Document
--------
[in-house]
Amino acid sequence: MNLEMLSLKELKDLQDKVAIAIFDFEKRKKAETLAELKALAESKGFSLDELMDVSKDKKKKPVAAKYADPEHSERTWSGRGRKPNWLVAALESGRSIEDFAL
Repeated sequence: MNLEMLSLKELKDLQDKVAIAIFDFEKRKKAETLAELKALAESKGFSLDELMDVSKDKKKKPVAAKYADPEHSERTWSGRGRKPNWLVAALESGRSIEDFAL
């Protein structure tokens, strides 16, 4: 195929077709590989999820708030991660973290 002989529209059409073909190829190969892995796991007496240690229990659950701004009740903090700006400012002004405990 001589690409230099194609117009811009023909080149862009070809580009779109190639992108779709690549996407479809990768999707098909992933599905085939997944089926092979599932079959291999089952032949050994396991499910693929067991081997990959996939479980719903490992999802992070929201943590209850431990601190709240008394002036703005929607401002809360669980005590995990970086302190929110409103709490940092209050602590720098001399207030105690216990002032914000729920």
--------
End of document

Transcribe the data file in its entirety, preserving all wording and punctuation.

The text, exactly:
[in-house]
Amino acid sequence: MNLEMLSLKELKDLQDKVAIAIFDFEKRKKAETLAELKALAESKGFSLDELMDVSKDKKKKPVAAKYADPEHSERTWSGRGRKPNWLVAALESGRSIEDFAL
Repeated sequence: MNLEMLSLKELKDLQDKVAIAIFDFEKRKKAETLAELKALAESKGFSLDELMDVSKDKKKKPVAAKYADPEHSERTWSGRGRKPNWLVAALESGRSIEDFAL
């Protein structure tokens, strides 16, 4: 195929077709590989999820708030991660973290 002989529209059409073909190829190969892995796991007496240690229990659950701004009740903090700006400012002004405990 001589690409230099194609117009811009023909080149862009070809580009779109190639992108779709690549996407479809990768999707098909992933599905085939997944089926092979599932079959291999089952032949050994396991499910693929067991081997990959996939479980719903490992999802992070929201943590209850431990601190709240008394002036703005929607401002809360669980005590995990970086302190929110409103709490940092209050602590720098001399207030105690216990002032914000729920």